The complex joy of Easter
On Resurrection Sunday we offered a reflection about the dark, complexity of Easter this year. You can watch the video above to hear it, or read the text below.
Thoughts about Easter have been consuming this past week. Some of us held out hope that the isolation would be finished or at least drawing to a close by now. Some of us have been obsessing about how to offer a service suitable to this Christian high holy day via Zoom or Facebook live.
Christmas and Easter. The high holy days, speaking to us of birth and death.
The cycle of the Christian year replays across the eons, and we respond to it with rituals and traditions which offer deep consolation and joy. For Easter, traditions include church, hymns, chocolate, and ham. This year we didn’t have to worry about buying the kids new Easter outfits, though we did need to make sure the Easter bunny was still coming.
Easter worship in 202 will be something unusual, based on what we choose to seek out or ignore. Our feasting may be modified based on what we could find on empty shelves or pull from our larders.
It will be an odd Easter, but it’s been an odd week. Yesterday was Holy Saturday, a day of waiting. The height of Christ’s passion played out on Friday, in all its majestic horror. The three cocks crowed, three o’clock came, and Jesus died. Those who were closest to him may have helped him down from the cross, pulling his torn flesh away from the spikes in his hands and feet. Feeling the warmth leave his body. Feeling his dead weight. Feeling forever distant now, from the one they loved so much.
Yes, it’s Easter. The day when we celebrate that all the darkness in the world cannot do away with light. We proclaim the incredible truth that Christ is in the world, then and now, endlessly reappearing from the darkness. We celebrate that the God who is at the center of all things, the beating heart of every particle of matter, will always transform from death to new life. But we don’t have to think that this miraculous power of resurrection means all darkness is banished.
Or that we should forget that darkness.
Somewhere between the dark night of Friday and the appearance of Mary Magdalene at the tomb, flesh and blood became God again. Just as it did when Mary conceived Jesus by the Holy Spirit. Just as it did at the last supper, when Jesus forever transformed an unleavened loaf into the bread of heaven, and a chalice of wine into the cup of salvation. At Easter, a third divine transformation takes place, and lifeless matter is transfigured again. God is manifested in flesh again.
Jesus is alive!
Yes, Jesus is alive. But the risen Christ didn’t forget what happened. He didn’t forget the whispers of the religious elites who conspired to have him killed, or the touch of Judas’ lips in their final kiss. He didn’t forget the squabbling over his garments, or the piercing of the sword in his side. He arose, and he walked in the garden, and he reassured Mary when she came to try to anoint him one last time with her tears. He took on flesh again, knowing all that would come in the future, and the changed new world his friends would face.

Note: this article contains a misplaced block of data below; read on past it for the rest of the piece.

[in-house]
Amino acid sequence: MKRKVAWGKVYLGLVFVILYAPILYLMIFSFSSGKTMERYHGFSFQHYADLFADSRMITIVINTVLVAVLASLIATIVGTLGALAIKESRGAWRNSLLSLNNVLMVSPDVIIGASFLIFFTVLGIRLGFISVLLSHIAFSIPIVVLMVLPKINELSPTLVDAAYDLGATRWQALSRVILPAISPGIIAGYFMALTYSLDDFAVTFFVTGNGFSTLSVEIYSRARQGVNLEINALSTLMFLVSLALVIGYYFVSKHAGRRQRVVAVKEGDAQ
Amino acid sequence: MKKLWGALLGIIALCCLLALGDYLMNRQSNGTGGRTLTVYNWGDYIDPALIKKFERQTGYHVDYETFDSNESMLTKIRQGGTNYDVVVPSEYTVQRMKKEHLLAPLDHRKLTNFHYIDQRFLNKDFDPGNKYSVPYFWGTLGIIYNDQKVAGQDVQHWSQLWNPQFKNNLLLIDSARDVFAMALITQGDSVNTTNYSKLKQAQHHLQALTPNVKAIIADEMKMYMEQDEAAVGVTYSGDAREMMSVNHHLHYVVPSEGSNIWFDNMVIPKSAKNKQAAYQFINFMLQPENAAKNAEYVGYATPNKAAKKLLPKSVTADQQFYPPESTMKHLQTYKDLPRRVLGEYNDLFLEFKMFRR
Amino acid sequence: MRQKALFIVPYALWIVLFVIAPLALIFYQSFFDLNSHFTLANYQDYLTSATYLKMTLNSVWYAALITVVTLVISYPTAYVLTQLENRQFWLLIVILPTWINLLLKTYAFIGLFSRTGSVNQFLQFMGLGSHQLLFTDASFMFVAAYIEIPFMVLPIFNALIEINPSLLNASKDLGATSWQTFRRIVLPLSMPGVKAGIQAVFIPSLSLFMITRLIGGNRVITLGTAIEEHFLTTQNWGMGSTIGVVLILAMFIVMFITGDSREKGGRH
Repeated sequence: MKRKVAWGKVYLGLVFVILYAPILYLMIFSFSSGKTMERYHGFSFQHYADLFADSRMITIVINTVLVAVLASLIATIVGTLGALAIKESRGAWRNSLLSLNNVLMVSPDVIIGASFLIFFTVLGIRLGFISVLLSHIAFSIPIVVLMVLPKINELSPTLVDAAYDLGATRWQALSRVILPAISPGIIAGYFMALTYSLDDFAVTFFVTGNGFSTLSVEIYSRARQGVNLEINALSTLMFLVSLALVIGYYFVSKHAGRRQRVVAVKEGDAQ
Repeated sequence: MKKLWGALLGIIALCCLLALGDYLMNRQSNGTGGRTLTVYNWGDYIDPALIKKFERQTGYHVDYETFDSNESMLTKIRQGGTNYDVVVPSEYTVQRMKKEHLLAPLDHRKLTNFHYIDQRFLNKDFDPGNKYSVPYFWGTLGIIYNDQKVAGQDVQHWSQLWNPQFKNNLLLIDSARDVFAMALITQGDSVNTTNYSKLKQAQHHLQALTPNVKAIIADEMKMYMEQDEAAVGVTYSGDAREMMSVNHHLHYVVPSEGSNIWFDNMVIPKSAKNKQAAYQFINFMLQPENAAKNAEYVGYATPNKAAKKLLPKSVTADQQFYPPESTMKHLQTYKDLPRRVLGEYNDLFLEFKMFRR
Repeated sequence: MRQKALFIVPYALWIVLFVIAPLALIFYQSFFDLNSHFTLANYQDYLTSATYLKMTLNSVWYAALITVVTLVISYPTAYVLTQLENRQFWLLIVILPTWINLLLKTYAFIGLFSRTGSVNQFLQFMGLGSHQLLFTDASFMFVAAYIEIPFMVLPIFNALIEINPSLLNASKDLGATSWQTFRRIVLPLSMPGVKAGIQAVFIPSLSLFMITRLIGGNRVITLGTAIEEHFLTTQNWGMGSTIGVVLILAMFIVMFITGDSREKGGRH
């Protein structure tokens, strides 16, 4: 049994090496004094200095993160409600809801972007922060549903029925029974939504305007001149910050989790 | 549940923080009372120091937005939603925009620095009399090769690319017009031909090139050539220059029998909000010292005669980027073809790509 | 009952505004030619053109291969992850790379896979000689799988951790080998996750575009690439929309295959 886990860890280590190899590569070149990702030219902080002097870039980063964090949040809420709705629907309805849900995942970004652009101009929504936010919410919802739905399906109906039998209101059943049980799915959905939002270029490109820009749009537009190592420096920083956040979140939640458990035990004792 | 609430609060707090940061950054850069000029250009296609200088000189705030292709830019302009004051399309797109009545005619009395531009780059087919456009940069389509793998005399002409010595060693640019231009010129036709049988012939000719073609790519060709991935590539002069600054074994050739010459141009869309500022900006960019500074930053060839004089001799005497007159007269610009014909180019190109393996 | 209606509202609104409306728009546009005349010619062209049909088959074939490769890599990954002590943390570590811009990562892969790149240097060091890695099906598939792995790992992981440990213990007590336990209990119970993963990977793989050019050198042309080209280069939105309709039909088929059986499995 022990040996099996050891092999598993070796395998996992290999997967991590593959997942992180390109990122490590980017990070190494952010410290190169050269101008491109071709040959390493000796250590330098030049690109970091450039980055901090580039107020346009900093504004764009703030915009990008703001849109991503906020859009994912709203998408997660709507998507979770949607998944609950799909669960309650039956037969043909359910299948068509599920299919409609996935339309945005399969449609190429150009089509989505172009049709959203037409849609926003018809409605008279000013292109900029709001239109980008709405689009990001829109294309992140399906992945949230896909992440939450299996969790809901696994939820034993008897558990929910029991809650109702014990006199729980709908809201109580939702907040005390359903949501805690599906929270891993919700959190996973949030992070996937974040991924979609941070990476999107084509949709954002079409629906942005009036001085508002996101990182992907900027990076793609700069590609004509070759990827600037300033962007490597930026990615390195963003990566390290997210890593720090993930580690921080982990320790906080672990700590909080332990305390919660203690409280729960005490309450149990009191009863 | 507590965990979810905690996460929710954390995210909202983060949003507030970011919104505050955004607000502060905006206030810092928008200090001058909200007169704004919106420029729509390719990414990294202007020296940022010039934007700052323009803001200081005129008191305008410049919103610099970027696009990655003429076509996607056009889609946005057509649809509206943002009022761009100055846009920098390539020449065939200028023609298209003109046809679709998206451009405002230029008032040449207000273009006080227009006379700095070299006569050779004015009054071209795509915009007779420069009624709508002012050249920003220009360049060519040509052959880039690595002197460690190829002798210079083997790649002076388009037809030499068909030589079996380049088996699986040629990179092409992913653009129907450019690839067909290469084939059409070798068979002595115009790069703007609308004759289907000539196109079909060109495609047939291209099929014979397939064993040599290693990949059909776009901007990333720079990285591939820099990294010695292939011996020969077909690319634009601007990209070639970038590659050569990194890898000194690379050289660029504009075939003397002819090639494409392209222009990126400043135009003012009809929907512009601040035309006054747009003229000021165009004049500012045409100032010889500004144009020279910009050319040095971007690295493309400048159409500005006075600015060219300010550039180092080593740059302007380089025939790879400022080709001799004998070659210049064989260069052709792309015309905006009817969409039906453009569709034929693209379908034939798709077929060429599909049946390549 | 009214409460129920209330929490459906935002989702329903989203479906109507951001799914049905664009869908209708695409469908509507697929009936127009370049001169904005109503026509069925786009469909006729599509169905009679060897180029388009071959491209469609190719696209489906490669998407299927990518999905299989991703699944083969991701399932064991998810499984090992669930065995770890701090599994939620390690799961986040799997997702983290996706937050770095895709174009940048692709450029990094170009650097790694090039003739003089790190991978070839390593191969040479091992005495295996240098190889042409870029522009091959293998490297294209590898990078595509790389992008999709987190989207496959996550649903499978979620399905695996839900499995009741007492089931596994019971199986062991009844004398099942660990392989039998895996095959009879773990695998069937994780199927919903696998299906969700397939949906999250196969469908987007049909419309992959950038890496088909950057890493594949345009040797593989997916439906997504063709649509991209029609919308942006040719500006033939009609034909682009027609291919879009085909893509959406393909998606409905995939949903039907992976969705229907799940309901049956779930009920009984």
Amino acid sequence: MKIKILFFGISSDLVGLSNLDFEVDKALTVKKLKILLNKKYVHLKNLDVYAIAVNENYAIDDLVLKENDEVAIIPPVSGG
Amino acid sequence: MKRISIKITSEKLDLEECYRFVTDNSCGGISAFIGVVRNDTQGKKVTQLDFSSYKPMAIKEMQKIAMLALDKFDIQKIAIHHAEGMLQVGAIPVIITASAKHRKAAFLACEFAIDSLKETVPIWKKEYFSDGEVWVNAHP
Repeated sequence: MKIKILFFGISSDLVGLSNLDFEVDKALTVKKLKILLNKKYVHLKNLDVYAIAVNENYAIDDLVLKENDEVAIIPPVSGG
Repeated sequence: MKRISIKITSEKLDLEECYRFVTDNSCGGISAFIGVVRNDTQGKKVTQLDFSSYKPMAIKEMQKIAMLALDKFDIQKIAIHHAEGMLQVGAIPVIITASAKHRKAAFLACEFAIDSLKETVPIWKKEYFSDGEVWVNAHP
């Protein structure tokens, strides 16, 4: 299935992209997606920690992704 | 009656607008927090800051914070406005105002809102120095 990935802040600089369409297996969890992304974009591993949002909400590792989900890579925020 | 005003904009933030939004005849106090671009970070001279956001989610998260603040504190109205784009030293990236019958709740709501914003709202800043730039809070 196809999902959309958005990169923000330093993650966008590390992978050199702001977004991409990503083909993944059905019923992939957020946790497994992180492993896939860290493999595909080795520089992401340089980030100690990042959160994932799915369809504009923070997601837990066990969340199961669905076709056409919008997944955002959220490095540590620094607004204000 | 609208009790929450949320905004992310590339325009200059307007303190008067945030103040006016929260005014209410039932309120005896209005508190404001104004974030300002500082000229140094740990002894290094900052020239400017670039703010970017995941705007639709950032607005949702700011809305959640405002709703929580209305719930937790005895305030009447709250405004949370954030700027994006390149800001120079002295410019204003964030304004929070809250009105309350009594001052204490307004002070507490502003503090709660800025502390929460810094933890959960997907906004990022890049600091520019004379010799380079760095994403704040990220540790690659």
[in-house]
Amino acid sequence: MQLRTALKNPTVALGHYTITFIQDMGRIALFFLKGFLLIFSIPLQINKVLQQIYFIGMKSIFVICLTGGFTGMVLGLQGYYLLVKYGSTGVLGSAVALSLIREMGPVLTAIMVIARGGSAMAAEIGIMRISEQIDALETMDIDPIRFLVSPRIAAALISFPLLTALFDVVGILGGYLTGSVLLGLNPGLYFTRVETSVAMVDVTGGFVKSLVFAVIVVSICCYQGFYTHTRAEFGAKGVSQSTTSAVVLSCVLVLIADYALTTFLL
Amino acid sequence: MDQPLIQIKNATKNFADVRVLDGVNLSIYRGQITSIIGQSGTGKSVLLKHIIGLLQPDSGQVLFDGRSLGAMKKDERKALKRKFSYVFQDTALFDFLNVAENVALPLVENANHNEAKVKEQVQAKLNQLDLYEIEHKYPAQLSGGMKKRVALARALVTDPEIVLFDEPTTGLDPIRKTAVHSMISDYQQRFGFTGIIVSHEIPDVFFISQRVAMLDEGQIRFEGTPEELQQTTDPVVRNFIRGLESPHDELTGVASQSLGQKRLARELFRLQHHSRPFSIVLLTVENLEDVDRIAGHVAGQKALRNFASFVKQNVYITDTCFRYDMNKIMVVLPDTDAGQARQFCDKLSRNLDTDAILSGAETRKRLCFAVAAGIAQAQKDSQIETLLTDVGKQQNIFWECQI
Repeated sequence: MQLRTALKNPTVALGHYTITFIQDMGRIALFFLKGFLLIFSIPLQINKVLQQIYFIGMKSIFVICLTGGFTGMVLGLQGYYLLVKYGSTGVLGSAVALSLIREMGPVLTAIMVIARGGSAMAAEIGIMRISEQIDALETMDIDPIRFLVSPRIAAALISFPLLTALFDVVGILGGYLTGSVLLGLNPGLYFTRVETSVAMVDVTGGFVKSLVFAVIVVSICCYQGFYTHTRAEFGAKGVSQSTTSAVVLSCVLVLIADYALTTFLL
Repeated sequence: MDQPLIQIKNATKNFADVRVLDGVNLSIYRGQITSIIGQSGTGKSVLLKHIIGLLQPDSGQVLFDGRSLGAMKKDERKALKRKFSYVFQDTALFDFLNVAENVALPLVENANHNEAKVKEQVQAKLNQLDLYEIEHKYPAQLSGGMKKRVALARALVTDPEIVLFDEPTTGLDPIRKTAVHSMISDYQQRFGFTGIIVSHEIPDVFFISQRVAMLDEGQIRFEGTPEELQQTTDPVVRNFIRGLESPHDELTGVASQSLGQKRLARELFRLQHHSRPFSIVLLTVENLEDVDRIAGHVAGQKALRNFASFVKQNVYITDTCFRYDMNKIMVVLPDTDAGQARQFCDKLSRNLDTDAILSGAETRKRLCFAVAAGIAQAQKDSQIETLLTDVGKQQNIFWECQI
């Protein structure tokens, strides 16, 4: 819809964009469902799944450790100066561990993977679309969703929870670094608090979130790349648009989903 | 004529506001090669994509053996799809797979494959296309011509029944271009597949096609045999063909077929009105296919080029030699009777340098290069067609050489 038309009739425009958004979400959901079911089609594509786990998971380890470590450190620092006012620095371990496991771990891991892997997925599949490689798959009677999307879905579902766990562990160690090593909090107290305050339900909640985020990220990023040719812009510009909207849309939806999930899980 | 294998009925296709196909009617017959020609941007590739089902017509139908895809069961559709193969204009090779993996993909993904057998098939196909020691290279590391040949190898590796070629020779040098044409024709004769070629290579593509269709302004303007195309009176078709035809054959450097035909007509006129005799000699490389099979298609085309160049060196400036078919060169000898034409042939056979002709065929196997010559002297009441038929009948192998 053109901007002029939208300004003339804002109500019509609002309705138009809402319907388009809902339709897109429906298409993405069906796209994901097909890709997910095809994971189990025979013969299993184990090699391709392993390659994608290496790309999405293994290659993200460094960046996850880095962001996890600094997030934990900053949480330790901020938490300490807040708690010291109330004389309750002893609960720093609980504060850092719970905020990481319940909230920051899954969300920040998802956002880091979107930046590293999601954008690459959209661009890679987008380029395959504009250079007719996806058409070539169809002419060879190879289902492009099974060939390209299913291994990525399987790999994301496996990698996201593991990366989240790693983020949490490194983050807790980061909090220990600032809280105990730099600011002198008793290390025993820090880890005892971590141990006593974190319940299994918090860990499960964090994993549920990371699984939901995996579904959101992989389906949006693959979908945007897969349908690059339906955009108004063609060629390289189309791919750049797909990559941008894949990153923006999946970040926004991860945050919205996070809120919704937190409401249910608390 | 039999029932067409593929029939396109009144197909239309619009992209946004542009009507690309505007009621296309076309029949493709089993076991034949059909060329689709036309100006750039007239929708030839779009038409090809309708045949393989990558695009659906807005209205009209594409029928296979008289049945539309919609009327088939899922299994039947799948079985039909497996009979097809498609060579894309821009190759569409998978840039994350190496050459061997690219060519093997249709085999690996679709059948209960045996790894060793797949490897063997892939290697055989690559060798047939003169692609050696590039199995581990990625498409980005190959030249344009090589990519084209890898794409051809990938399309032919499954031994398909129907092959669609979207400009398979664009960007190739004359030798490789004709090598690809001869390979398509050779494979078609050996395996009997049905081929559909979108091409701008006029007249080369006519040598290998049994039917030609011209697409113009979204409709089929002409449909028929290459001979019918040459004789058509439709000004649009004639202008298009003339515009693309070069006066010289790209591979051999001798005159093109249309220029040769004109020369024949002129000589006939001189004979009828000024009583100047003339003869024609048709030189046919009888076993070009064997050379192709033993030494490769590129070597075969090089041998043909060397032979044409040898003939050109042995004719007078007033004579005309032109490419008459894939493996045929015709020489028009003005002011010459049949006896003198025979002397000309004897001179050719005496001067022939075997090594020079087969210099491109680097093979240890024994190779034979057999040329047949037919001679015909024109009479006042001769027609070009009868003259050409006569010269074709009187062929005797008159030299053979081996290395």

The economic deprivation, the danger, the loss.
He knew there would be joy. But the joy wasn’t the kind many of our churches celebrate on Easter. A pastel-colored thing made of jelly beans and happy halleluiah hymns. It was the kind of joy, perhaps, which took place when World War II ended. That relief-based joy we see in pictures of sailors kissing young women in the streets. But as they kissed and laughed, the cities and towns of Europe were destroyed, and soldiers were sent home wounded in body and soul, and many, many lives were lost.
A dark joy. Full of gratitude, yes, but dark, like blood. Complex and murky.
There were a lot of people mourning on that first Easter Sunday. The closest friends of Jesus must have been confused and devastated by what happened, even though he’d tried to warn them.
We are confused and devastated by what’s happening in our nation, despite pandemic warnings.
They didn’t understand how this person who was supposed to be the salvation of Israel, the son of God no less, could be murdered like a common criminal. Their faith in what he’d told them was liable to be shaken. Their trust in the religious and governmental authorities must have been rocked. They must have wondered if they were also at risk. The disciples sat in this sorrow throughout Saturday and into Sunday morning, when the news began spilling out to the world, traveling from person to person, traveling in joy and lingering fear:
Jesus is alive! Alleluia!
But once they found this out, the follow-on questions had to continue.
What did it mean?
What would life now be like?
Would he be crucified again?
Would they be killed if they traveled with him?
Some of them couldn’t stop replaying the pulling of his flesh from the spikes, and the way his body grew increasingly cold as they carried him to the tomb. Even while they sat with the radiant person who claimed to be Jesus, they couldn’t forget. They couldn’t help wondering:
Why didn’t he stop it?
Why didn’t God protect him?
Would God protect them?
Our Easters are likely to be like that this year. We’re joyful the promise which unfolded that first Easter comes to us again. We’re hopeful that the transformed energy of the loved ones we’ve lost and will lose will greet us when we ourselves are transformed. We’re encouraged by the message of spring, with all its ceaseless renewal of life. But our worries and fears remain.
And that’s okay. Jesus’ closest followers had heavy, joyful hearts. Jesus probably did too. If your own heart is heavy while reaching for the joy of Easter today, it’s all right. You’re in good company.
And God is with you.
Christ is risen.
The Lord is risen indeed.